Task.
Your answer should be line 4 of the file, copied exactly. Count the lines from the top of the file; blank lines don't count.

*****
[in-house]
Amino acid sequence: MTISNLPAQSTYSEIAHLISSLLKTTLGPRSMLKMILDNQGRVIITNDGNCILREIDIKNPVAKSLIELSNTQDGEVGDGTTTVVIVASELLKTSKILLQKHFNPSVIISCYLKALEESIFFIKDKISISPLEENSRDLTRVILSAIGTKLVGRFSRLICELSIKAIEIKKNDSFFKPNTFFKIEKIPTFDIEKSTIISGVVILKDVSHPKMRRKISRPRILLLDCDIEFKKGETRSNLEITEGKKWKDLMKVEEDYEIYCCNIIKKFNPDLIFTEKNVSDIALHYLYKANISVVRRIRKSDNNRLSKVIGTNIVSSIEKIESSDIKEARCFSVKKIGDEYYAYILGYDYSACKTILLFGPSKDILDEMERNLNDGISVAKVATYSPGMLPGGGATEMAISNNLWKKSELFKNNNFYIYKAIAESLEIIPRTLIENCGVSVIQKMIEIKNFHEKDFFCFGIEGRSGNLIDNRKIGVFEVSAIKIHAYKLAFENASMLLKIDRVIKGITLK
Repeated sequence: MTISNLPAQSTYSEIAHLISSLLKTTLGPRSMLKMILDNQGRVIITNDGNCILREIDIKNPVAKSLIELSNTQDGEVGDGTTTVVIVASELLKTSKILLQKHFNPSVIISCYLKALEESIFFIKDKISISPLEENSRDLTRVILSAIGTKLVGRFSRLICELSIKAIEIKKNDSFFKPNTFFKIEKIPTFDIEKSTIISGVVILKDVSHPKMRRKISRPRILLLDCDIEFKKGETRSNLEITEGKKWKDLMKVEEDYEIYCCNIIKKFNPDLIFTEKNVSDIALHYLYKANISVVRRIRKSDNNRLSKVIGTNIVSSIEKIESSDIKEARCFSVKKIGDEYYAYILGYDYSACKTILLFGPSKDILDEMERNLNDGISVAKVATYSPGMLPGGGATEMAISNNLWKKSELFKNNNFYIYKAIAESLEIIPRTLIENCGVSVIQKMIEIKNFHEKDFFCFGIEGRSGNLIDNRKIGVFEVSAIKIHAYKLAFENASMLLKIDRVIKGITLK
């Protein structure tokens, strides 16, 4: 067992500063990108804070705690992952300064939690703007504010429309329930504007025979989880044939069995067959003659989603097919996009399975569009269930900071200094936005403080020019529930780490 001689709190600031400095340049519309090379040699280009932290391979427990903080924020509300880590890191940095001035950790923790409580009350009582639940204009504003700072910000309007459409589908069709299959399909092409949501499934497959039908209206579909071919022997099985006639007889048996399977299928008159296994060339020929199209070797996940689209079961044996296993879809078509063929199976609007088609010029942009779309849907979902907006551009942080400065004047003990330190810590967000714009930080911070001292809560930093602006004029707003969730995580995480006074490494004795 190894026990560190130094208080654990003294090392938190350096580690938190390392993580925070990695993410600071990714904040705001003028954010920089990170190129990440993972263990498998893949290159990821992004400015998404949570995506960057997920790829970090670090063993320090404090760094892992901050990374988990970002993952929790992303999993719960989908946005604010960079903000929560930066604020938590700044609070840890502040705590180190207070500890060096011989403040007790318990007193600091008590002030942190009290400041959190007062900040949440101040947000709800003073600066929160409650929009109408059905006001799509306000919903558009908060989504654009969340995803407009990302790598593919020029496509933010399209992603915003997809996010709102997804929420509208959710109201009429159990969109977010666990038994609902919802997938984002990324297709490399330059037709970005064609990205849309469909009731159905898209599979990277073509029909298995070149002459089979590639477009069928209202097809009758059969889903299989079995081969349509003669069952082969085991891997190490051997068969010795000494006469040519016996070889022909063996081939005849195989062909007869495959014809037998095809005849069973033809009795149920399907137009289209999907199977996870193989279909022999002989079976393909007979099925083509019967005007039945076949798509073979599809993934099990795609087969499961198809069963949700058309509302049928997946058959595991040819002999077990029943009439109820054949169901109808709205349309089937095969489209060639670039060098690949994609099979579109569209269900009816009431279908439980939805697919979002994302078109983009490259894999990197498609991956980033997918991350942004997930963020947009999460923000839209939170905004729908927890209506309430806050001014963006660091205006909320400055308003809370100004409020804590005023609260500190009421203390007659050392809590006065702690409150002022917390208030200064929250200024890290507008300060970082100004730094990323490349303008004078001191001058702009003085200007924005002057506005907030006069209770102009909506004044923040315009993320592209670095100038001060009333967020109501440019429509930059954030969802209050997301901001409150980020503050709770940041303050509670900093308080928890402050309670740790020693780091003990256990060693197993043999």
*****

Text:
């Protein structure tokens, strides 16, 4: 067992500063990108804070705690992952300064939690703007504010429309329930504007025979989880044939069995067959003659989603097919996009399975569009269930900071200094936005403080020019529930780490 001689709190600031400095340049519309090379040699280009932290391979427990903080924020509300880590890191940095001035950790923790409580009350009582639940204009504003700072910000309007459409589908069709299959399909092409949501499934497959039908209206579909071919022997099985006639007889048996399977299928008159296994060339020929199209070797996940689209079961044996296993879809078509063929199976609007088609010029942009779309849907979902907006551009942080400065004047003990330190810590967000714009930080911070001292809560930093602006004029707003969730995580995480006074490494004795 190894026990560190130094208080654990003294090392938190350096580690938190390392993580925070990695993410600071990714904040705001003028954010920089990170190129990440993972263990498998893949290159990821992004400015998404949570995506960057997920790829970090670090063993320090404090760094892992901050990374988990970002993952929790992303999993719960989908946005604010960079903000929560930066604020938590700044609070840890502040705590180190207070500890060096011989403040007790318990007193600091008590002030942190009290400041959190007062900040949440101040947000709800003073600066929160409650929009109408059905006001799509306000919903558009908060989504654009969340995803407009990302790598593919020029496509933010399209992603915003997809996010709102997804929420509208959710109201009429159990969109977010666990038994609902919802997938984002990324297709490399330059037709970005064609990205849309469909009731159905898209599979990277073509029909298995070149002459089979590639477009069928209202097809009758059969889903299989079995081969349509003669069952082969085991891997190490051997068969010795000494006469040519016996070889022909063996081939005849195989062909007869495959014809037998095809005849069973033809009795149920399907137009289209999907199977996870193989279909022999002989079976393909007979099925083509019967005007039945076949798509073979599809993934099990795609087969499961198809069963949700058309509302049928997946058959595991040819002999077990029943009439109820054949169901109808709205349309089937095969489209060639670039060098690949994609099979579109569209269900009816009431279908439980939805697919979002994302078109983009490259894999990197498609991956980033997918991350942004997930963020947009999460923000839209939170905004729908927890209506309430806050001014963006660091205006909320400055308003809370100004409020804590005023609260500190009421203390007659050392809590006065702690409150002022917390208030200064929250200024890290507008300060970082100004730094990323490349303008004078001191001058702009003085200007924005002057506005907030006069209770102009909506004044923040315009993320592209670095100038001060009333967020109501440019429509930059954030969802209050997301901001409150980020503050709770940041303050509670900093308080928890402050309670740790020693780091003990256990060693197993043999």